Benjamin Wildfire
New Benjamin Wildfire looks very similar to a 1077. The biggest difference is the longer reservoir.

That tells me that the trigger will feel the same. The 1077 trigger both cocks and releases the striker and advanced the 12-shot circular magazine to the next chamber. That’s why I keep insisting it’s a double-action revolver. The feel of the trigger is exactly the same as that of a double action revolver.

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2017 SHOT Show: Part 2

by Tom Gaylord
Writing as B.B. Pelletier

Part 1

  • What I saw at Sig
  • What I didn’t see
  • Bucket list
  • Industry Day at the Range
  • Gauntlet
  • Havox
  • Gamo Swarm Maxim
  • Coyote Urban
  • There is more

Inn this report I will cover airguns I saw at Sig Range Day on Sunday, Jan. 15 and at Media Day at the Range on Monday, Jan. 16.

What I saw at Sig

Sig has been breaking into airguns over the past several years. This year they brought out the Max Michel 1911 that I tested for you back in November and December, plus they have now added the Sig P320 ASP pellet pistol. The 320 is unique in 2 ways. First, it has a 30-shot belt-fed magazine, so there are lots of shots on board. We haven’t seen a pistol with a belt-fed mag since Anics walked off the scene, years ago. This one is very slim, too.

The other nice feature is the trigger pull. Though it is a long pull, it is 2-stage and incredibly light. Yours truly was able to nail targets with this gun at respectable distances.

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2017 SHOT Show: Part 1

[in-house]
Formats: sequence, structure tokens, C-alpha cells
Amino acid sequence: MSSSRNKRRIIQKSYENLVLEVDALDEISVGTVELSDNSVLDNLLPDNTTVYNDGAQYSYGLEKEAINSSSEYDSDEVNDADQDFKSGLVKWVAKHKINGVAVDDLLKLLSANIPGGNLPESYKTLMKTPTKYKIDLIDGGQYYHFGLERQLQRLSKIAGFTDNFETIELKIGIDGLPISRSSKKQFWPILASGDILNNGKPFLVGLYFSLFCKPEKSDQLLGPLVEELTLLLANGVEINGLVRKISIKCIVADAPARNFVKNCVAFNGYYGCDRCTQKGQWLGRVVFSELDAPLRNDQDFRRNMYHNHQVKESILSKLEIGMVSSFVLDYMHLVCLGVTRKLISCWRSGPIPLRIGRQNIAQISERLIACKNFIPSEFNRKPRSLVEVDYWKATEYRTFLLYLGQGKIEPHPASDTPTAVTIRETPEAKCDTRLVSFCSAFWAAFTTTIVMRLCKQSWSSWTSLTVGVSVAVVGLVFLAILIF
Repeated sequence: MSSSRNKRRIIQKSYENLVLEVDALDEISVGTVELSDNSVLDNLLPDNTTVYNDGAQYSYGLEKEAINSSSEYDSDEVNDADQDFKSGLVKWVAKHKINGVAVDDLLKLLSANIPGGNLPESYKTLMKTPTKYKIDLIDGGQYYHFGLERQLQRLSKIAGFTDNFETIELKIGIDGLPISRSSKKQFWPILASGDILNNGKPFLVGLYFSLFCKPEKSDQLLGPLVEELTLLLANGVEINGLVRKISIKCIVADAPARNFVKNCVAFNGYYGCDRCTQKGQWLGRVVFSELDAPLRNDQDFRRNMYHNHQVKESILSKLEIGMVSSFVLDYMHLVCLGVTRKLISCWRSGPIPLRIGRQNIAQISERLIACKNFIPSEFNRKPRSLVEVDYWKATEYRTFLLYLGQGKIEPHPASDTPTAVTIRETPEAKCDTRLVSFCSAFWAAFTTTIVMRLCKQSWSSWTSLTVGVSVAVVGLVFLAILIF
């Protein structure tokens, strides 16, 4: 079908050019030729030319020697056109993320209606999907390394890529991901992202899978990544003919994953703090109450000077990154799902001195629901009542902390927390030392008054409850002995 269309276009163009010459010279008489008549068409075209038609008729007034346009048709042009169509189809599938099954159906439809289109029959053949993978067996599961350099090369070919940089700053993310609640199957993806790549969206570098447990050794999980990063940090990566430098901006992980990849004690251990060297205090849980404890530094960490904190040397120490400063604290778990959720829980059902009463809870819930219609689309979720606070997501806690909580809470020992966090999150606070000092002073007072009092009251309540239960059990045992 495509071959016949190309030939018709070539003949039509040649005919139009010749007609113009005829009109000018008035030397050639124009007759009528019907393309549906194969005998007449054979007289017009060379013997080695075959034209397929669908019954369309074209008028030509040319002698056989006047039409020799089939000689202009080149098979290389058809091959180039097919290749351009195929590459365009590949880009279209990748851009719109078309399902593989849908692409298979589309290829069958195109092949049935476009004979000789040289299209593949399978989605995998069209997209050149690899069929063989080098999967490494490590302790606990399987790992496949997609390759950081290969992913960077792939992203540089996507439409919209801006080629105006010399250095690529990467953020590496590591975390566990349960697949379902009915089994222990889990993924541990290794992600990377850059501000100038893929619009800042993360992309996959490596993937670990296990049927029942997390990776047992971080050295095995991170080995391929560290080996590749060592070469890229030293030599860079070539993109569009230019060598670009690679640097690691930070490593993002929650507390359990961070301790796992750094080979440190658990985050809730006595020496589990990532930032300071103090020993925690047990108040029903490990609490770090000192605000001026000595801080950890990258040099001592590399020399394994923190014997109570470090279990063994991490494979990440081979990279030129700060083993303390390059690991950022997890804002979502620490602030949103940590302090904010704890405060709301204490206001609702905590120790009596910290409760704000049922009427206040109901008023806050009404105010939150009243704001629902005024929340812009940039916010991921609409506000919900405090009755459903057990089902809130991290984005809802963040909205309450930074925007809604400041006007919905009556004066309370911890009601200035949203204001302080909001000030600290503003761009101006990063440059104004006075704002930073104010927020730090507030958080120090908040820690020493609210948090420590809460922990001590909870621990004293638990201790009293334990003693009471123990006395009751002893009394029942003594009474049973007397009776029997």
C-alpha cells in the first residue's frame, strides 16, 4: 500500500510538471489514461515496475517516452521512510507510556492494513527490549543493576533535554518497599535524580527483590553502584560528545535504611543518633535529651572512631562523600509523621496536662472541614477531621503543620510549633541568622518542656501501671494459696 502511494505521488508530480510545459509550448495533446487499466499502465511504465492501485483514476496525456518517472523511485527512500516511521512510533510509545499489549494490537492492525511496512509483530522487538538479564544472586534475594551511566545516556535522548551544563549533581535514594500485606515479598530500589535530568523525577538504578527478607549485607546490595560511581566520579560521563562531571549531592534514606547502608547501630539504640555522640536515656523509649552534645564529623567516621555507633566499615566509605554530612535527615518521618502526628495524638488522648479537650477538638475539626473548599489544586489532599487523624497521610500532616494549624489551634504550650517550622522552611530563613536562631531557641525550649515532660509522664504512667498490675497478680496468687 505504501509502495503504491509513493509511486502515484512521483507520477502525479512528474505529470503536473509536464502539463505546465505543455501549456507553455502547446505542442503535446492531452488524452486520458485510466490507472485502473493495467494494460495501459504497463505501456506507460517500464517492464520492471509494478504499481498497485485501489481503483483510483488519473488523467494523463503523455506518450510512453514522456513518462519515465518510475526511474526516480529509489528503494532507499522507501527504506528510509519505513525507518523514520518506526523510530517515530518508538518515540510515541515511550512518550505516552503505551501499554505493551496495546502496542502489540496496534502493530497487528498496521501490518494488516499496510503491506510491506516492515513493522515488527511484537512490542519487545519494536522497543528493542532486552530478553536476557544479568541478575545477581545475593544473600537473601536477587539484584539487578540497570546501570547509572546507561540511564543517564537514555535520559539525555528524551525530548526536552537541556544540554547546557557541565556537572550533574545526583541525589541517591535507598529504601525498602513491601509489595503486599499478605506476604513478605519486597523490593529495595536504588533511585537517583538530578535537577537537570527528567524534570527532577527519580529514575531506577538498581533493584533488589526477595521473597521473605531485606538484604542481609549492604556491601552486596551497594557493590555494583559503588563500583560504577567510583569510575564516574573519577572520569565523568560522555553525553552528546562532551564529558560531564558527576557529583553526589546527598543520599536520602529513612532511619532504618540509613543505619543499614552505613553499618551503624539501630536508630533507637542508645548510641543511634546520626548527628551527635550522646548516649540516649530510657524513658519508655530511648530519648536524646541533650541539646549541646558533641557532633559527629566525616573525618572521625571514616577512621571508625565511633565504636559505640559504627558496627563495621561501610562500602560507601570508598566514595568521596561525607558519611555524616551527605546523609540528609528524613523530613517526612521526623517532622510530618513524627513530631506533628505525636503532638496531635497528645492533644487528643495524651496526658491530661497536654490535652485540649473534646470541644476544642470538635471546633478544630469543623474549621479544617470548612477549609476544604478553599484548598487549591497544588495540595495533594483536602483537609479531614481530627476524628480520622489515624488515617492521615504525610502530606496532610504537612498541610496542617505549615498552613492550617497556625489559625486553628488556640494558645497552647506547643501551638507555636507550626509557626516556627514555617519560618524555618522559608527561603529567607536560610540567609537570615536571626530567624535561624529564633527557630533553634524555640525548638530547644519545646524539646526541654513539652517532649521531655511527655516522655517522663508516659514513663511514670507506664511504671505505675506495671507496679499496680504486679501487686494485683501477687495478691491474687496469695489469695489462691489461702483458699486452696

by Tom Gaylord
Writing as B.B. Pelletier

  • What’s coming
  • Let’s get started
  • MP 40
  • Remington 1875
  • Benjamin Wildfire
  • Umarex ARX ammo
  • Umarex Hammer
  • Umarex Gauntlet
  • A shrouded Texan?
  • Other new things

Well, it’s that time again. Here I am at the 2017 SHOT Show in Las Vegas. This year will be the biggest one yet for new airguns. And when I say new, I mean really new designs. I’m not interested in a re-skinned gun that’s had other names in the past. There is so much stuff that is really new this year that everything else will get shoved to the rear.

What’s coming

Yesterday I was on the range with Sig and today I am out at Industry Day at the Range. That’s an event that allows gun writers to try out various new products at a gun range. Actually, it’s more than 50 ranges, all lined up, one after another, in a line that’s about a third of a mile long! A few years ago they started putting ranges on the other side of the walkway, for guns that don’t shoot as far — like shotguns and airguns.

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Air Arms Galahad: Part 4

by Tom Gaylord
Writing as B.B. Pelletier

Galahad
Air Arms Galahad PCP in walnut is a striking looking air rifle!

Part 1
Part 2
Part 3

This report covers:

  • It’s a wrap
  • Constraining the possibilities
  • Filling the rifle
  • Test 1 — JSB Exact Jumbo Heavy 18.13 grains
  • Test 2 — H&N Baracuda Match pellets 21.14 grains at medium power
  • Test 3 — H&N Baracuda Match pellets 21.14 grains at high power
  • Test 4 — Dae Sung pellets 28.6 grains
  • Test 5 — JSB Exact Jumbo Heavy on power setting 3
  • Conclusion

It’s a wrap

I’ll wrap up the velocity testing of the Air Arms Galahad PCP today. This is when we find out how well it handles longer pellets. That’s always a concern when a rotary magazine is involved.

Heavier pellets are usually longer pellets, and weight is what generates energy in a pneumatic. PCPs are most effective with heavy pellets. To get the most power from this airgun you’ll want to shoot the heaviest pellet you can — as long as it is also accurate.

Tyler Patner from Pyramyd Air also told me that the Galahad does well with JSB pellets. I wanted to try them anyway because I felt they would be very accurate, but Tyler added that the 18.13-grain JSB Exact Jumbo Heavy dome is also very consistent. He said his testing revealed a maximum spread of 15 f.p.s. over 60 shots for this pellet when the rifle was set on power level 3 — if he remembered correctly.